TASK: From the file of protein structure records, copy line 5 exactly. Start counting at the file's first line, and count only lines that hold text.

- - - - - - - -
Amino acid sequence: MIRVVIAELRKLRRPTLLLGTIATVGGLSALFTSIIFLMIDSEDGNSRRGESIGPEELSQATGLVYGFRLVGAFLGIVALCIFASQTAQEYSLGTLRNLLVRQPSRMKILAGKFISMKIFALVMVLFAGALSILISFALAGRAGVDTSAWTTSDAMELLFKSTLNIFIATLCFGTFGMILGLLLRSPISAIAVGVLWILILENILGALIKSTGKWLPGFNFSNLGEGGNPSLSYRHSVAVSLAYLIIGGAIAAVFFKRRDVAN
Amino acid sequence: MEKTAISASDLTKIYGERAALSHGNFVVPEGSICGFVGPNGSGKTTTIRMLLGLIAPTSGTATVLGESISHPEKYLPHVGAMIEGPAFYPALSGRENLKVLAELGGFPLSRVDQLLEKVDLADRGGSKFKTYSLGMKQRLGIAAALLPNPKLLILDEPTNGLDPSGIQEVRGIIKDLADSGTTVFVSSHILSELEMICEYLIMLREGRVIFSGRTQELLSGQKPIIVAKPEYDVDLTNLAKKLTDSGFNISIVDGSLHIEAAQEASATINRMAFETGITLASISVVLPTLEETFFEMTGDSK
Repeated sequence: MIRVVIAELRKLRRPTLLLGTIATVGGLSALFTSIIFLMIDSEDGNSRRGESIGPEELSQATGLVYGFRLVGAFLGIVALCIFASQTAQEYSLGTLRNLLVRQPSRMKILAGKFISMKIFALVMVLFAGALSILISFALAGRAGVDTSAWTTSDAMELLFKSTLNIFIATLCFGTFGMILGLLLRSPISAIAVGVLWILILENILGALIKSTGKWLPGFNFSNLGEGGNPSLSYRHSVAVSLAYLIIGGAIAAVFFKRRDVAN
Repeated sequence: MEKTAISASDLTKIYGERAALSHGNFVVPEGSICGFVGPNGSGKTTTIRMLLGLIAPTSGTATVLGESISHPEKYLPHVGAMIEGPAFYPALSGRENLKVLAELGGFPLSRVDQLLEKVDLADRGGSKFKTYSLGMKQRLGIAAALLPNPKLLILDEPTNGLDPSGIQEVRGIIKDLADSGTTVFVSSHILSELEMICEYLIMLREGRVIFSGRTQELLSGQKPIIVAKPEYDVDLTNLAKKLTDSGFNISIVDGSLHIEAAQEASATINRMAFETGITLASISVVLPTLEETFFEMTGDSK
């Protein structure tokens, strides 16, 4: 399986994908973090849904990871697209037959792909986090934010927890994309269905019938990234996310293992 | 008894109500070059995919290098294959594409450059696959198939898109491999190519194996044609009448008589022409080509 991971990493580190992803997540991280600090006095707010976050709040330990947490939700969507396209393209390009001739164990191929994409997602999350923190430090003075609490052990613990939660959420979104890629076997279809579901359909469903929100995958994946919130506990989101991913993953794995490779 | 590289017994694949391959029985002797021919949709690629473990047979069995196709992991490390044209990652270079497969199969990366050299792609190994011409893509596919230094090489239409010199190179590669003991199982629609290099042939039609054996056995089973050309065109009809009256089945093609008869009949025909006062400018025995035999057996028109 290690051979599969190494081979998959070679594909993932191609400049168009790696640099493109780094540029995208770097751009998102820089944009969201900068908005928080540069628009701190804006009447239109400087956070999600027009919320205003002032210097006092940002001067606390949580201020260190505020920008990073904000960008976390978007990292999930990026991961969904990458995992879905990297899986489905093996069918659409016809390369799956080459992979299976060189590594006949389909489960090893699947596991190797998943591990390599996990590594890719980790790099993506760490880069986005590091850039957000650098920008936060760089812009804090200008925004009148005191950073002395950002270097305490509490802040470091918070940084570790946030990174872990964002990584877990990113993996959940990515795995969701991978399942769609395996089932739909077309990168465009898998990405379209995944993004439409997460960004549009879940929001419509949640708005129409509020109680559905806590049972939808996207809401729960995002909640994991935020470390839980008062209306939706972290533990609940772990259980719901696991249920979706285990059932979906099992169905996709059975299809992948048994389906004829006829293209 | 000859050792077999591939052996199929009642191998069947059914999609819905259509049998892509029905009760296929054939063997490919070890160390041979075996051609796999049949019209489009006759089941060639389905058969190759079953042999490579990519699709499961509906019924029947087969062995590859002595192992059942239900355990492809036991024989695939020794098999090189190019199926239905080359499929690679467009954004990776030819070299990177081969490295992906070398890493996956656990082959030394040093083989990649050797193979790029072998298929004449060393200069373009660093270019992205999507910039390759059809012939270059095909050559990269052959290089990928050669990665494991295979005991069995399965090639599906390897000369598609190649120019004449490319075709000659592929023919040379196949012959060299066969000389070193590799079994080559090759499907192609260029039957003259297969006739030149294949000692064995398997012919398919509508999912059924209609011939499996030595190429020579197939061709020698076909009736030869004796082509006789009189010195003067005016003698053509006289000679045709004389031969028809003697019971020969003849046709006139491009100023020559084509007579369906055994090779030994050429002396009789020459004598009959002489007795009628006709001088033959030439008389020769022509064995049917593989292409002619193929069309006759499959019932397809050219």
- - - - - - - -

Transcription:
């Protein structure tokens, strides 16, 4: 399986994908973090849904990871697209037959792909986090934010927890994309269905019938990234996310293992 | 008894109500070059995919290098294959594409450059696959198939898109491999190519194996044609009448008589022409080509 991971990493580190992803997540991280600090006095707010976050709040330990947490939700969507396209393209390009001739164990191929994409997602999350923190430090003075609490052990613990939660959420979104890629076997279809579901359909469903929100995958994946919130506990989101991913993953794995490779 | 590289017994694949391959029985002797021919949709690629473990047979069995196709992991490390044209990652270079497969199969990366050299792609190994011409893509596919230094090489239409010199190179590669003991199982629609290099042939039609054996056995089973050309065109009809009256089945093609008869009949025909006062400018025995035999057996028109 290690051979599969190494081979998959070679594909993932191609400049168009790696640099493109780094540029995208770097751009998102820089944009969201900068908005928080540069628009701190804006009447239109400087956070999600027009919320205003002032210097006092940002001067606390949580201020260190505020920008990073904000960008976390978007990292999930990026991961969904990458995992879905990297899986489905093996069918659409016809390369799956080459992979299976060189590594006949389909489960090893699947596991190797998943591990390599996990590594890719980790790099993506760490880069986005590091850039957000650098920008936060760089812009804090200008925004009148005191950073002395950002270097305490509490802040470091918070940084570790946030990174872990964002990584877990990113993996959940990515795995969701991978399942769609395996089932739909077309990168465009898998990405379209995944993004439409997460960004549009879940929001419509949640708005129409509020109680559905806590049972939808996207809401729960995002909640994991935020470390839980008062209306939706972290533990609940772990259980719901696991249920979706285990059932979906099992169905996709059975299809992948048994389906004829006829293209 | 000859050792077999591939052996199929009642191998069947059914999609819905259509049998892509029905009760296929054939063997490919070890160390041979075996051609796999049949019209489009006759089941060639389905058969190759079953042999490579990519699709499961509906019924029947087969062995590859002595192992059942239900355990492809036991024989695939020794098999090189190019199926239905080359499929690679467009954004990776030819070299990177081969490295992906070398890493996956656990082959030394040093083989990649050797193979790029072998298929004449060393200069373009660093270019992205999507910039390759059809012939270059095909050559990269052959290089990928050669990665494991295979005991069995399965090639599906390897000369598609190649120019004449490319075709000659592929023919040379196949012959060299066969000389070193590799079994080559090759499907192609260029039957003259297969006739030149294949000692064995398997012919398919509508999912059924209609011939499996030595190429020579197939061709020698076909009736030869004796082509006789009189010195003067005016003698053509006289000679045709004389031969028809003697019971020969003849046709006139491009100023020559084509007579369906055994090779030994050429002396009789020459004598009959002489007795009628006709001088033959030439008389020769022509064995049917593989292409002619193929069309006759499959019932397809050219």